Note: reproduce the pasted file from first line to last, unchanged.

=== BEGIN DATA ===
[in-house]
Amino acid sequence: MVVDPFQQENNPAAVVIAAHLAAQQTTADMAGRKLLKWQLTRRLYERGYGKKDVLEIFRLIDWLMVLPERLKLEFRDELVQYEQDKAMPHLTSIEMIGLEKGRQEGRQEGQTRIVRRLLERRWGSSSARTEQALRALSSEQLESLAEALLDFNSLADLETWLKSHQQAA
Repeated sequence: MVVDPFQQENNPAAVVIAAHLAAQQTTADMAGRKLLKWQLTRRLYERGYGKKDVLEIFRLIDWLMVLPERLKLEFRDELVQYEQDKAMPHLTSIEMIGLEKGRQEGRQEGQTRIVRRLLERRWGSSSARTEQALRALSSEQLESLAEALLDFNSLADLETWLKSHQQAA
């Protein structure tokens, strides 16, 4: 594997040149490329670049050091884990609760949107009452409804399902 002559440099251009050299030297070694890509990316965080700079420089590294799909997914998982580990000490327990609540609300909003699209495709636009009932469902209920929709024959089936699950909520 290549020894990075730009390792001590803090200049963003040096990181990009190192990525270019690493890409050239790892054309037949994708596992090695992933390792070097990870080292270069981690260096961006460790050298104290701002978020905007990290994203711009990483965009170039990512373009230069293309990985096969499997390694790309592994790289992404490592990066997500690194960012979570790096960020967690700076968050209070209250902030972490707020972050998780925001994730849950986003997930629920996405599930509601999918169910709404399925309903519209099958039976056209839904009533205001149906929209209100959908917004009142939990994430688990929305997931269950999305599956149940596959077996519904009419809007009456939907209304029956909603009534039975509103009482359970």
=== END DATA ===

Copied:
[in-house]
Amino acid sequence: MVVDPFQQENNPAAVVIAAHLAAQQTTADMAGRKLLKWQLTRRLYERGYGKKDVLEIFRLIDWLMVLPERLKLEFRDELVQYEQDKAMPHLTSIEMIGLEKGRQEGRQEGQTRIVRRLLERRWGSSSARTEQALRALSSEQLESLAEALLDFNSLADLETWLKSHQQAA
Repeated sequence: MVVDPFQQENNPAAVVIAAHLAAQQTTADMAGRKLLKWQLTRRLYERGYGKKDVLEIFRLIDWLMVLPERLKLEFRDELVQYEQDKAMPHLTSIEMIGLEKGRQEGRQEGQTRIVRRLLERRWGSSSARTEQALRALSSEQLESLAEALLDFNSLADLETWLKSHQQAA
């Protein structure tokens, strides 16, 4: 594997040149490329670049050091884990609760949107009452409804399902 002559440099251009050299030297070694890509990316965080700079420089590294799909997914998982580990000490327990609540609300909003699209495709636009009932469902209920929709024959089936699950909520 290549020894990075730009390792001590803090200049963003040096990181990009190192990525270019690493890409050239790892054309037949994708596992090695992933390792070097990870080292270069981690260096961006460790050298104290701002978020905007990290994203711009990483965009170039990512373009230069293309990985096969499997390694790309592994790289992404490592990066997500690194960012979570790096960020967690700076968050209070209250902030972490707020972050998780925001994730849950986003997930629920996405599930509601999918169910709404399925309903519209099958039976056209839904009533205001149906929209209100959908917004009142939990994430688990929305997931269950999305599956149940596959077996519904009419809007009456939907209304029956909603009534039975509103009482359970």